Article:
Göss Abbey is a former Benedictine nunnery and former Cathedral in Leoben. The nunnery was founded in 1004 by Adula of Leoben, wife of Count Aribo I, and her son, the future Archbishop of Mainz, on the family's ancestral lands. It was settled by canonesses from Nonnberg Abbey in Salzburg. The first abbess was Kunigunde, sister of Archbishop Aribo. Göss was made an Imperial abbey by Henry IV, Holy Roman Emperor, in 1020. The Benedictine Rule was introduced in the 12th century.
Göss Abbey functioned for centuries as a centre for the Styrian aristocracy to have their daughters educated and if necessary accommodated, and entry was strictly limited to members of the nobility.
The nunnery, the last remaining Imperial abbey on Habsburg lands, was dissolved in 1782 in the course of the rationalist reforms of Joseph II, Holy Roman Emperor, and from 1786 served for a short time as the seat of the newly founded Bishopric of Leoben, of which the former abbey church, dedicated to Saint Mary and Saint Andrew, was the cathedral. The first and only bishop died in 1800, and from 1808 the diocese was administered by the Bishops of Seckau until it was formally abolished in 1859. In 1827 the premises were auctioned off and acquired by the wheelwrights' co-operative of Vordernberg, who were primarily interested in the forests of the former abbey's estates. In 1860 the buildings were acquired by a brewer from Graz (the nunnery had had its own brewer since 1459) and have since then been used as a brewery, the Brauerei Göß.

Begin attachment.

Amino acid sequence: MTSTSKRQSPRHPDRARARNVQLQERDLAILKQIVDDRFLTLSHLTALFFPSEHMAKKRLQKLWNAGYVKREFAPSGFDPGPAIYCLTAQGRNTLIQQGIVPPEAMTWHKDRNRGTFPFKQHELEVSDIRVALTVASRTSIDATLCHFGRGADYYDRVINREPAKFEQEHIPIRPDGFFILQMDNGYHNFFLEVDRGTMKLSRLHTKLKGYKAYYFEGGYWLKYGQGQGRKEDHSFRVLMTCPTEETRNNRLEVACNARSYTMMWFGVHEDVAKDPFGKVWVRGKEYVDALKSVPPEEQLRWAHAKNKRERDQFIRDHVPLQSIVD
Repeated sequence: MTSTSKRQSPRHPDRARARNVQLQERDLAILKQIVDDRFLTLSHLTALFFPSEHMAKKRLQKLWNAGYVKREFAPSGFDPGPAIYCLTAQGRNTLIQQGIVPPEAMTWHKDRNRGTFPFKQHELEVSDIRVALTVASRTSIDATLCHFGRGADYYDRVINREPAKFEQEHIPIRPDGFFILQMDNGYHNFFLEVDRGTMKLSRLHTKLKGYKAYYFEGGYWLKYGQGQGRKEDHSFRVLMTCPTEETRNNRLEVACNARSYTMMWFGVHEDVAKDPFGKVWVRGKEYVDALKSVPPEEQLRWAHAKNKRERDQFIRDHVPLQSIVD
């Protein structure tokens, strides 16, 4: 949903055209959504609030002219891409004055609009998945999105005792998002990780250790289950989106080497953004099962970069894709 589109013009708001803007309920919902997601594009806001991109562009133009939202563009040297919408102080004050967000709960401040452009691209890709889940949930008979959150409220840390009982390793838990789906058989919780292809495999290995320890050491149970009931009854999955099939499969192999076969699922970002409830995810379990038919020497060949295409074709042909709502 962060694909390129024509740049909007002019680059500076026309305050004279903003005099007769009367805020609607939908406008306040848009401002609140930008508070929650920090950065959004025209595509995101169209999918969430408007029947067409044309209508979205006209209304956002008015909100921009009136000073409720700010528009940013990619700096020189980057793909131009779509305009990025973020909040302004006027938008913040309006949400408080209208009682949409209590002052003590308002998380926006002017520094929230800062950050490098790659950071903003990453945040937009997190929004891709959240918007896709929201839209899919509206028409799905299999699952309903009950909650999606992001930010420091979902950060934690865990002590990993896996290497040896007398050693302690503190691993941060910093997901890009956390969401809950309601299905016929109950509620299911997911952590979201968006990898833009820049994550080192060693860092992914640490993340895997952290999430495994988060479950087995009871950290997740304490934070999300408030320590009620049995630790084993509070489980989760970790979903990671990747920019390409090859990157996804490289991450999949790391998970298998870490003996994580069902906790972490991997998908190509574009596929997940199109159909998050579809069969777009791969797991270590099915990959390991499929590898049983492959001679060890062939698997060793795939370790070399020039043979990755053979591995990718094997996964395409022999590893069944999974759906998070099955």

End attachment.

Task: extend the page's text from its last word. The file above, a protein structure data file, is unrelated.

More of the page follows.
The former abbey church, briefly the cathedral of Leoben, is now used as a parish church. It is a large late Gothic building containing an early Romanesque crypt beneath the choir, some important early Gothic frescoes in the chapel of Saint Michael and an imposing roof.References:
The Temple of Portunus or Temple of Fortuna Virilis ('manly fortune') is one of the best preserved of all Roman temples. Its dedication remains unclear, as ancient sources mention several temples in this area of Rome, without saying enough to make it clear which this is.
The temple was originally built in the third or fourth century BC but was rebuilt between 120-80 BC, the rectangular building consists of a tetrastyle portico and cella, raised on a high podium reached by a flight of steps, which it retains.
The temple owes its state of preservation to its being converted for use as a church in 872 and rededicated to Santa Maria Egyziaca (Saint Mary of Egypt). Its Ionic order has been much admired, drawn and engraved and copied since the 16th century. The original coating of stucco over its tufa and travertine construction has been lost.